Converting Manufacturing Leads to Customers

Posted by Brian Opyd on Jun 15, 2017 4:00:33 PM
Brian Opyd
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Content marketing starts with great content. So if you're building a new website for your company, you might write a couple of content pieces about your latest machine, tool, or manufacturing process and think you're ready to go.

You're not.

If you've got a great digital asset, like an eBook, whitepaper, or quote form that will help capture email addresses, great. But you'll need to engage in nurturing those leads long after you've received their contact details.

Lead Nurturing for Long Sales Cycles

In lines of business where long sales cycles are common, lead nurturing is crucial. If you're selling equipment that requires your customers to make a large capital investment, timing is everything. If there isn't a plan in their budget for a large capital investment you may have to wait until the next fiscal planning period.

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This is where lead nurturing comes in. If you devise a tactful way to continue to keep your leads warm and your brand top-of-mind, you’ll be able to close the sale when the client is ready.

While marketing automation is critical, don't forget the human touch as well. A great recipe is a good balance of well-timed lead nurturing emails and offers combined with an occasional personal follow-up.

Automated Drip Campaigns for Manufacturing Leads

The foundation of your lead nurturing plan should be rooted in email. Yes, email. It might be hard to believe, but people spend a lot of time and energy consuming and responding to emails. If you create a strong set of automated emails that will go out at timed intervals, your leads will be thinking about you and your brand will be top of mind.

Email drip campaigns are a series of predefined emails. These emails are sent to a lead in a logical order. The ultimate goal of these emails is to slowly convert your sales leads into paying customers. The art and science of building these campaigns has a lot to do with both your industry and the length of the sales cycle for the product or service you'd like to promote.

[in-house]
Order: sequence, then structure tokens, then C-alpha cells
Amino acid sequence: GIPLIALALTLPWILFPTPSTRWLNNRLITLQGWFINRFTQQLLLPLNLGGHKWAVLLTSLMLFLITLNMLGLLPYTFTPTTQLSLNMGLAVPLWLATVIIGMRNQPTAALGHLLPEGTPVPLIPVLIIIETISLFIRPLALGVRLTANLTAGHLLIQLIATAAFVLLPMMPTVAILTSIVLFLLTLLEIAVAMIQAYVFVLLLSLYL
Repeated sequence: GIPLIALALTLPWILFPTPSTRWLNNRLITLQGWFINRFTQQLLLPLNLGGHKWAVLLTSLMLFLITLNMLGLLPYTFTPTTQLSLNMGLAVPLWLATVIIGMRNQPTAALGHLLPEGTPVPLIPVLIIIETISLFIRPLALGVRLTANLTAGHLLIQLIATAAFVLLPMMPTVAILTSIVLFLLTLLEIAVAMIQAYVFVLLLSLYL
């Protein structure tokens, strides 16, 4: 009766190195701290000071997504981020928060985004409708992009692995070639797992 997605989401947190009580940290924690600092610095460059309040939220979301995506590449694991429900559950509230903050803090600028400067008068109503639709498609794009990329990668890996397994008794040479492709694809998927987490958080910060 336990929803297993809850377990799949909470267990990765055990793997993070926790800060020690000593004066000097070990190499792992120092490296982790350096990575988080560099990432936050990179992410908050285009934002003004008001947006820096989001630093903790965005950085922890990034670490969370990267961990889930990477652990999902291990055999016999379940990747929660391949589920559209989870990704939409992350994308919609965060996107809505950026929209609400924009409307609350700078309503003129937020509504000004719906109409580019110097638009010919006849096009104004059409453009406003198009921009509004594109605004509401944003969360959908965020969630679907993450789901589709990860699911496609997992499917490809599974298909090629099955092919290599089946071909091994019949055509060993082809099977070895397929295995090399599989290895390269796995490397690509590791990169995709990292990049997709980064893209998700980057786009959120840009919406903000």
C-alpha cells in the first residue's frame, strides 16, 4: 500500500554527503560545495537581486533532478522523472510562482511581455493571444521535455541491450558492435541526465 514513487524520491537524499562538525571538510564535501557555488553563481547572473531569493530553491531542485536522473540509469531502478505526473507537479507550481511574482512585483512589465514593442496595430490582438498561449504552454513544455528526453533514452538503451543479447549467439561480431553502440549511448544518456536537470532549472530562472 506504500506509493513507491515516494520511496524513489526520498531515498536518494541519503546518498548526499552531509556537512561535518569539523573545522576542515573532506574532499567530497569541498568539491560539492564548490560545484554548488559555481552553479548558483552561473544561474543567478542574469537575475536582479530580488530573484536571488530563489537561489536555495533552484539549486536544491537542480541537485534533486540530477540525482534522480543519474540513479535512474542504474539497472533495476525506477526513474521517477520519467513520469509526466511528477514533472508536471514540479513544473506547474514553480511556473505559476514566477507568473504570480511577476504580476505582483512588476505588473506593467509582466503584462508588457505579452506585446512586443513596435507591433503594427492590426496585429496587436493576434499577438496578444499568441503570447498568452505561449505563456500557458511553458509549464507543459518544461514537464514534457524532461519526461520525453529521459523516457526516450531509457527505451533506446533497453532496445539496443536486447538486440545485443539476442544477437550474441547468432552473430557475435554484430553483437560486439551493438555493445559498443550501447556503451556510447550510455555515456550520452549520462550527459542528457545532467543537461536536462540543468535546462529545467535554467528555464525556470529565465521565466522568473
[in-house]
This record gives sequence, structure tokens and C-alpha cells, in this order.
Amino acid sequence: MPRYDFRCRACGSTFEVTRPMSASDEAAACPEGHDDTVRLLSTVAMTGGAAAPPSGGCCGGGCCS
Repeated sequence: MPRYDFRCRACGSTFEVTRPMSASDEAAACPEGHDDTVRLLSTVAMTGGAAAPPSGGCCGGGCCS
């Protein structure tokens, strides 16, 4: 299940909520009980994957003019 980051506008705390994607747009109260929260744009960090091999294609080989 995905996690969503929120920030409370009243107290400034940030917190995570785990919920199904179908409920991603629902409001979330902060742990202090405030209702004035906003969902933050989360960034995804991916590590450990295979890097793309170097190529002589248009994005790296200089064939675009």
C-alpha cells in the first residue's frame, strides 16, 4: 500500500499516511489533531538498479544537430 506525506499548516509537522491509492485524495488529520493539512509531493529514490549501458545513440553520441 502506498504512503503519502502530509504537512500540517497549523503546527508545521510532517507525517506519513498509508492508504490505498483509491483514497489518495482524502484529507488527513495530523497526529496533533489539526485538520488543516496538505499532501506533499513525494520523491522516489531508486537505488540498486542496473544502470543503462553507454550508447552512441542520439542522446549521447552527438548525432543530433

When compiling your list of emails and putting them in a logical order, remember the concept of the sales funnel and path to purchase. Top-of-funnel, or initial touch emails, should focus on awareness. Bottom-of-funnel, or communications late in the campaign, should speak to consideration and the tangible benefits of your products or services.

Great Lead Nurturing Email Content

Here are some rules of thumb about the types of emails you want to send.

  • Encourage the lead to complete a single action or goal.
  • Keep them short, longer is not necessarily better.
  • Make sure it adds value for the lead.
  • Time the emails at a pace that makes sense for BOTH of your sale cycles.

Example Lead Nurturing Campaign for Manufacturing

The best way to explain lead nurturing is to use an example.

Say you work for a company that makes machinery to support a manufacturing process. This company builds a specialized corrugate box sealer called the Box-O-Matic 120 that sells for $30,000. The sales cycle is about nine months. You are tasked with creating a lead nurturing campaign.

Potential leads are added to your email campaign after leads provide their email address when downloading a product guide on your company’s website.